There are legal, ethical, and moral issues that arise when the government imposes legislation to limit the amount of damages a person or their family can be compensated from a jury. One circumstance (there are many) has raised this inherent unfairness. Last year in my hometown, a children's train derailed in a public park -- killing a child and seriously injuring 28 others -- but the law said all the victims could only split $600,000 to help compensate for their loss including paying back insurance for medical bills. All of the victims are children. One family’s medical bills alone exceed the $600,000 that the 29 affected families are supposed to share. The medical bills far exceeded the $600,000 so the victims of the gross negligence that allowed the accident to happen would get nothing. Nothing for the loss of a child.
Recently, the politicians got together to discuss a bill that would raise that cap on awards that government agencies and non-profit groups can be ordered to pay, meaning victims of future accidents would have more money to help pay their bills. The increase is small and meaningless--it should increase every year based on the growth of healthcare costs and/or inflation.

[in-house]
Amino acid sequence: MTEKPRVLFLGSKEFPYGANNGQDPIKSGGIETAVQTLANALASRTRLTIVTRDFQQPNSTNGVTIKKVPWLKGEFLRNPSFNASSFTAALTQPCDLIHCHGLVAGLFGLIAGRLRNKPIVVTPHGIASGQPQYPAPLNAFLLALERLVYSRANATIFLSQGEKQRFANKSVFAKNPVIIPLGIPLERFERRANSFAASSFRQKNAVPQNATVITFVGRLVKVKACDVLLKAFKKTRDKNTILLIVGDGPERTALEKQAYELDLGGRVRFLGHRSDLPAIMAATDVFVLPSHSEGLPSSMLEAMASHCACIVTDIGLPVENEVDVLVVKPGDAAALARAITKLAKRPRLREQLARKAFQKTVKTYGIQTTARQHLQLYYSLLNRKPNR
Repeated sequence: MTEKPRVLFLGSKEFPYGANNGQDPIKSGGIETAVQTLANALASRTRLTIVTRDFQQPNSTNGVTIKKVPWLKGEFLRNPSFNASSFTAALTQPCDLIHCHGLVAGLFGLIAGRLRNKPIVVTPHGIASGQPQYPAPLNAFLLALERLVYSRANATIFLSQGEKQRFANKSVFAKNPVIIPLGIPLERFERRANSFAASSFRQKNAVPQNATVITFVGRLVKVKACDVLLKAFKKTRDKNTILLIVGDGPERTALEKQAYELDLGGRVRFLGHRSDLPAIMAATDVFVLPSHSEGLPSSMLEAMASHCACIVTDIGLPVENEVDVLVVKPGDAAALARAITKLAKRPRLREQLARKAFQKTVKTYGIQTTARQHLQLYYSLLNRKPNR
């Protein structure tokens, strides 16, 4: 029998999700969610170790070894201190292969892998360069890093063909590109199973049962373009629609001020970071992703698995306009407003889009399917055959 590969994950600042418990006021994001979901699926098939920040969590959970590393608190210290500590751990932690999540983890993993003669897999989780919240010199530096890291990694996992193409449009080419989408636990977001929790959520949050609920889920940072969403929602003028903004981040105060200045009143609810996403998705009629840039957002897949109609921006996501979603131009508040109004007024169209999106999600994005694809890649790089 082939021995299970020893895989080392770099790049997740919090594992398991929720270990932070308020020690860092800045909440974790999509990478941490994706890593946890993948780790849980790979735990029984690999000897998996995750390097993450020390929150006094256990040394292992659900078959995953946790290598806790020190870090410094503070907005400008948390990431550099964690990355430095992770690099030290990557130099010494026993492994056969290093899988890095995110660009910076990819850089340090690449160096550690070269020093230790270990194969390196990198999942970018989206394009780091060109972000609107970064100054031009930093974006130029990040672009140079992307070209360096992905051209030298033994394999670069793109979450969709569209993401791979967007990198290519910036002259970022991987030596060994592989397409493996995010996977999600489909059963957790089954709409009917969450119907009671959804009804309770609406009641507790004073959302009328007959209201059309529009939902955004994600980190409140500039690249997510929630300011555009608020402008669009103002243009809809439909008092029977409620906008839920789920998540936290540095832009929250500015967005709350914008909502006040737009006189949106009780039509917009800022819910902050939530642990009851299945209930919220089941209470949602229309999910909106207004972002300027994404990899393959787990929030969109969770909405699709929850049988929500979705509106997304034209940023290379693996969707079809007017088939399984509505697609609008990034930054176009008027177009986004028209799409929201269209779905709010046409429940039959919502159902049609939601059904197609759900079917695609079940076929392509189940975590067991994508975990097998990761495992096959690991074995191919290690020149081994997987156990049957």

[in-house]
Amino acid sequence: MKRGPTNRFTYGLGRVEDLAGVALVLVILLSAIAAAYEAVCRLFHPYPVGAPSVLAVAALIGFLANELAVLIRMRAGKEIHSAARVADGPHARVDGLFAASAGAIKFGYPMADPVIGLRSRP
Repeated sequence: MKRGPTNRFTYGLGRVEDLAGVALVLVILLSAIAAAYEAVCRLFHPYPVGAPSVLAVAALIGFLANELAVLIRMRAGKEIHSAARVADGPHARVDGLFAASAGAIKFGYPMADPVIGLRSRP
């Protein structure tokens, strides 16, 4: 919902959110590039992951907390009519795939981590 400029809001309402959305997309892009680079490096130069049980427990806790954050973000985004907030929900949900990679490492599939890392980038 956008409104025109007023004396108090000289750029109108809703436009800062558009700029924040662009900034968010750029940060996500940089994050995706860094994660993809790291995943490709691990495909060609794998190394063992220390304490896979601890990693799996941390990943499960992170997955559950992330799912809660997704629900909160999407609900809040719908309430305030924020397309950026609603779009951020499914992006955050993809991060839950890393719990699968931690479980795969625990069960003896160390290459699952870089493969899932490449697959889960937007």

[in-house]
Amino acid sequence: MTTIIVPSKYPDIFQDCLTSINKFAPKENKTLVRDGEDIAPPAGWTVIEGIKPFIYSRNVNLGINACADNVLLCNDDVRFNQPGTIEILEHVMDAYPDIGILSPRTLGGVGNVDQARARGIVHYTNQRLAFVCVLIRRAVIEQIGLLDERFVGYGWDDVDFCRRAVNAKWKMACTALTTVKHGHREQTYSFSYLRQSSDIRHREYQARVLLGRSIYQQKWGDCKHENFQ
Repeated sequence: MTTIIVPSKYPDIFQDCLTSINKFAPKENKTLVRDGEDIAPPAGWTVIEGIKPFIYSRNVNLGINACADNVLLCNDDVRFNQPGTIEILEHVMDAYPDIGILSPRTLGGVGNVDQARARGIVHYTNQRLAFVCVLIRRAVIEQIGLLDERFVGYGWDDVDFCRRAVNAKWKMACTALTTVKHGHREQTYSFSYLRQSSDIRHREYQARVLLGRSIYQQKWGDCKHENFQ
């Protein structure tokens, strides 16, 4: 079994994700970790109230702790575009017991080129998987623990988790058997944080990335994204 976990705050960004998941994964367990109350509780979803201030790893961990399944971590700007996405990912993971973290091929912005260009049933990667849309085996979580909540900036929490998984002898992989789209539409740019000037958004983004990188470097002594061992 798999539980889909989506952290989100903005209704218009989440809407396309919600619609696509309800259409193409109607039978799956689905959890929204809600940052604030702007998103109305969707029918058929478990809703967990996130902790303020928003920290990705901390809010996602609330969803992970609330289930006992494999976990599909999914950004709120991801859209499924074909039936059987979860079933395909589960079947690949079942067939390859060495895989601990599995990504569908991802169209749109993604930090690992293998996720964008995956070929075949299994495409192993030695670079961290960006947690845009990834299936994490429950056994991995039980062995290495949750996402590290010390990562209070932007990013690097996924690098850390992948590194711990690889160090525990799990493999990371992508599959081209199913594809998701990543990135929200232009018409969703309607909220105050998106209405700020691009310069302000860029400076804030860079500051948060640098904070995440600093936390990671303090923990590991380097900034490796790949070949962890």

Of course, special interests like the S.C. Association of Counties, insurance companies, and "charitable" organizations have put pressure on the politicians to do nothing and let the bill to increase the caps die on the Senate floor. A ridiculous compromise bill would leave the arbitrary caps alone but give local government agencies the option to set up assistance funds to help pay the medical expenses of victims injured on public property. Everyone knows that the option would never be used.